The Crest of a Wave
THE Green Army may well be riding the waves of Argyle's recent good form, but our players have been taking that expression literally.The Argyle first-team squad, plus Performance Manager John Harbin and physio Paul Atkinson, joined the Plymouth-based Royal Marines of 10 Training Squadron, part of 1 Assault Group, to experience some their state-of-the-art maritime equipment.
Setting out along the Tamar and into Plymouth Sound, the lads, bulked up in waterproof immersions suits (dark green, of course) got a wonderful view of Drakes Island, the Hoe and everything else in this unique area of coastline.
However, this was no sightseeing trip.
As the four vessels emerged in to the Sound and headed towards the breakwater, the 1 AGRM coxswains opened the throttles. These are raiding craft, used to train Marines for important landing missions in hostile territory. Able to travel at speeds of over 40 mph and stop within the boat's own length, these are highly-maneuverable craft used in the most dangerous of conflicts.
The waves entering the sound were not inconsiderable; swells of over 4 metres met the craft head on, and the experience of riding them and turning sharply would rival any of Alton Towers' most heralded rides.
After showing off the agility of the craft - and giving the players a soaking into the bargain - the party rounded the headland into the bay near Cawsand and Kingsand, before heading back to base.
"It was a fantastic day," said Harbin. "The feedback from the players was that it came just at the right time. They went into the unknown, and it gets them out of the football bubble. They didn't know what to expect.
"The Marines were excellent with them. They certainly put their craft through the paces for the boys. The players loved it. If the Marines turned round and said we'll do it again tomorrow the players would be back tomorrow, they enjoyed it so much.
"It keeps their feet on the ground and takes their mind off of football for a day.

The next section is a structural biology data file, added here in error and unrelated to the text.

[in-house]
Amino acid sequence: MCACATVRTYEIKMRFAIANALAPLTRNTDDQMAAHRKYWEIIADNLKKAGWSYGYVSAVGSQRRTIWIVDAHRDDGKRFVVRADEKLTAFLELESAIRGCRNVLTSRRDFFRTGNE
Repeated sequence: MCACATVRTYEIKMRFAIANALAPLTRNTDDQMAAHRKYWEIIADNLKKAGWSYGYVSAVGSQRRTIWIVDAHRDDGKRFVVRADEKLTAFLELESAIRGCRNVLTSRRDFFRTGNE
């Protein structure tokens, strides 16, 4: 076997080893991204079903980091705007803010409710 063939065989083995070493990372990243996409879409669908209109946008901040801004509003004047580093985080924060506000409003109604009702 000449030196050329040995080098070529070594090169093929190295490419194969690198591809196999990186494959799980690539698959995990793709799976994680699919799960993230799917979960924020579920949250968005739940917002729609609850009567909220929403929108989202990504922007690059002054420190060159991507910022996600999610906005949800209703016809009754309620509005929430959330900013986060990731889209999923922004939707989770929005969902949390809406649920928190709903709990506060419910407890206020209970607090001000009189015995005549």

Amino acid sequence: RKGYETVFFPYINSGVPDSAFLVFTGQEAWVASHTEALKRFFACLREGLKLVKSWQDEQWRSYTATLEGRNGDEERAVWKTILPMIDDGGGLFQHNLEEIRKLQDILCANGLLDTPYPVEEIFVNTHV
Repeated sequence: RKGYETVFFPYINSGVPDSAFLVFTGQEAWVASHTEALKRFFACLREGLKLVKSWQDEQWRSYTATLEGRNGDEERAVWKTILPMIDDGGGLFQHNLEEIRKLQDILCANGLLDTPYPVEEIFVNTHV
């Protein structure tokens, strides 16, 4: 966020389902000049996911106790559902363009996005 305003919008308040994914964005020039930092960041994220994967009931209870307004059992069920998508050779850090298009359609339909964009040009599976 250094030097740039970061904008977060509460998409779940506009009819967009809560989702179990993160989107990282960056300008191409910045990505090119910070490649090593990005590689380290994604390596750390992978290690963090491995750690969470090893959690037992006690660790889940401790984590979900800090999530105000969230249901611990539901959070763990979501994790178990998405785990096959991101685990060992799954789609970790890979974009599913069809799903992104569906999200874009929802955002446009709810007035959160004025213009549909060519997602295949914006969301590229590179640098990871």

"It was excellent."
Captain Mark Triggol, of 10 training Squadron said: “The idea was for the players to have a taste of life as a Royal Marine on the water while enjoying an exciting activity together as a team away from football. And also put themselves outside their comfort zones, which I’m pleased to see we did successfully.
"This was entirely new to them, both being on the water and working with the military. It was obvious they loved it from the involuntary grins and whoops as they were thrown around and soaked by the waves – all safely of course. Our lads also benefited from some boat-handling practice."
The visit was part of the build-up to our 6th annual Armed Services fixture, which this year will fall on March 15 at Home Park when Argyle host second-placed Scunthorpe United.
A large number of military personnel, including the families of those deployed, have been invited to attend the match along with local civil dignitaries and a number of senior military officers. Pre-match entertainment includes a silent arms display by local air cadets, drummers from HMS Drake volunteer band and to mark the 100th anniversary of the start of WW1 members of the Royal British Legion will display their standards. The match ball will be presented by a serving member of the armed forces.